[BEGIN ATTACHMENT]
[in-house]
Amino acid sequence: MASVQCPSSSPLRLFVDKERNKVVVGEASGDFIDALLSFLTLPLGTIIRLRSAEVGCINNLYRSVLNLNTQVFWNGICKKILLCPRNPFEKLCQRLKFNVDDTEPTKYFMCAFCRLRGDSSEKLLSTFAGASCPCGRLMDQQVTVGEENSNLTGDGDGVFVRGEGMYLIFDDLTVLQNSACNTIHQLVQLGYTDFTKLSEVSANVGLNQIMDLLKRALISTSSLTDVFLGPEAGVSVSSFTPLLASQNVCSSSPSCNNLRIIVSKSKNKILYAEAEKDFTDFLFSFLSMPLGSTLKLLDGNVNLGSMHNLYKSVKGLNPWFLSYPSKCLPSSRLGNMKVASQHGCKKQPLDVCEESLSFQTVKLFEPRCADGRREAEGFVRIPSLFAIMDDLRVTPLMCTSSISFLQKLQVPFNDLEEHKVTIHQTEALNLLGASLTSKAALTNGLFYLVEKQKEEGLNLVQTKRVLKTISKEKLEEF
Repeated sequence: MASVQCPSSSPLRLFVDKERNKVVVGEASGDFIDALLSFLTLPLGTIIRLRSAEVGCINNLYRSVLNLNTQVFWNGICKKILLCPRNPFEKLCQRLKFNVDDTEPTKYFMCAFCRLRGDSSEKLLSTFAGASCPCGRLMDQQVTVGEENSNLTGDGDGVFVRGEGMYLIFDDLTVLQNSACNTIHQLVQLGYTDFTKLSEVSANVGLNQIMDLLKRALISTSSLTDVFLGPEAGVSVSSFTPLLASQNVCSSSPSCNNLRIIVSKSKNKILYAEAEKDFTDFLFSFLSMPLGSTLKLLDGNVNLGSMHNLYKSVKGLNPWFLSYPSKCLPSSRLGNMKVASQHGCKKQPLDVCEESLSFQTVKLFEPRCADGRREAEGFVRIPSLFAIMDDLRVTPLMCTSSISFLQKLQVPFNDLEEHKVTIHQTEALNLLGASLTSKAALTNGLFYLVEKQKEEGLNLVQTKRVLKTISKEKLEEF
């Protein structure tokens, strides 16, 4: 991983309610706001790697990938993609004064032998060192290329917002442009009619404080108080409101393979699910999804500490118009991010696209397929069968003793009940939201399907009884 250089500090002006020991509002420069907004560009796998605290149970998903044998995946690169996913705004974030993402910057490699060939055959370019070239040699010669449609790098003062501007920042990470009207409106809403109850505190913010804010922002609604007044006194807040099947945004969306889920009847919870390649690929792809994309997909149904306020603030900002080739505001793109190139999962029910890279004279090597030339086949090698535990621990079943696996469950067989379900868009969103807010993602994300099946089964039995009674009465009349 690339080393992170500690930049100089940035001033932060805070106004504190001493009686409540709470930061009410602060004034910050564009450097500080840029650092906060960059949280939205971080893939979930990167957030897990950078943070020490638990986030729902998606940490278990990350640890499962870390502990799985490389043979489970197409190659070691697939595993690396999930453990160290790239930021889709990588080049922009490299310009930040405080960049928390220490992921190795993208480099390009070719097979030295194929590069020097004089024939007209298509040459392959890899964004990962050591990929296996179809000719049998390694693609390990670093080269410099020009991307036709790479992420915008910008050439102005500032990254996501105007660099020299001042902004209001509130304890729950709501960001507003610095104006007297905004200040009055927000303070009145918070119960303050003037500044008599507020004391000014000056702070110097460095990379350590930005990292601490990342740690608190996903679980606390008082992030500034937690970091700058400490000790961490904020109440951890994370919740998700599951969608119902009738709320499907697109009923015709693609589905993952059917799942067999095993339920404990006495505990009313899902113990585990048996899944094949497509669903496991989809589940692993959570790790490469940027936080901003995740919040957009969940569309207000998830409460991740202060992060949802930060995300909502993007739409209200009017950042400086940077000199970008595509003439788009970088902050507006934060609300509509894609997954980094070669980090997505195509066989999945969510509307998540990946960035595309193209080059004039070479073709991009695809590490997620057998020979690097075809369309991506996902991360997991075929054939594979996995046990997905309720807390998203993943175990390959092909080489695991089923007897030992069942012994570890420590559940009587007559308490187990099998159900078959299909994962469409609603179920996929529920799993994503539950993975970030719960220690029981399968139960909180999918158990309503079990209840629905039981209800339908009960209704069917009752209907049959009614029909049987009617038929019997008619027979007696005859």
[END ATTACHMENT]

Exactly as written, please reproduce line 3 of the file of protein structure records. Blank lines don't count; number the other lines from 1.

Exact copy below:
Repeated sequence: MASVQCPSSSPLRLFVDKERNKVVVGEASGDFIDALLSFLTLPLGTIIRLRSAEVGCINNLYRSVLNLNTQVFWNGICKKILLCPRNPFEKLCQRLKFNVDDTEPTKYFMCAFCRLRGDSSEKLLSTFAGASCPCGRLMDQQVTVGEENSNLTGDGDGVFVRGEGMYLIFDDLTVLQNSACNTIHQLVQLGYTDFTKLSEVSANVGLNQIMDLLKRALISTSSLTDVFLGPEAGVSVSSFTPLLASQNVCSSSPSCNNLRIIVSKSKNKILYAEAEKDFTDFLFSFLSMPLGSTLKLLDGNVNLGSMHNLYKSVKGLNPWFLSYPSKCLPSSRLGNMKVASQHGCKKQPLDVCEESLSFQTVKLFEPRCADGRREAEGFVRIPSLFAIMDDLRVTPLMCTSSISFLQKLQVPFNDLEEHKVTIHQTEALNLLGASLTSKAALTNGLFYLVEKQKEEGLNLVQTKRVLKTISKEKLEEF